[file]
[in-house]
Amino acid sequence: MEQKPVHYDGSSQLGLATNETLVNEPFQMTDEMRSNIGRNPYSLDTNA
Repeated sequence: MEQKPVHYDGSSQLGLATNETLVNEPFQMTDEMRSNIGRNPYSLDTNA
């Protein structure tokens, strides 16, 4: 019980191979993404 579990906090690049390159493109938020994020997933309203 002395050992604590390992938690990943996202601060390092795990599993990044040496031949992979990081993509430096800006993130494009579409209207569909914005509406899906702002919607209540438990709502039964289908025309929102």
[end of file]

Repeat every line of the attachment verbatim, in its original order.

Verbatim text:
[in-house]
Amino acid sequence: MEQKPVHYDGSSQLGLATNETLVNEPFQMTDEMRSNIGRNPYSLDTNA
Repeated sequence: MEQKPVHYDGSSQLGLATNETLVNEPFQMTDEMRSNIGRNPYSLDTNA
């Protein structure tokens, strides 16, 4: 019980191979993404 579990906090690049390159493109938020994020997933309203 002395050992604590390992938690990943996202601060390092795990599993990044040496031949992979990081993509430096800006993130494009579409209207569909914005509406899906702002919607209540438990709502039964289908025309929102």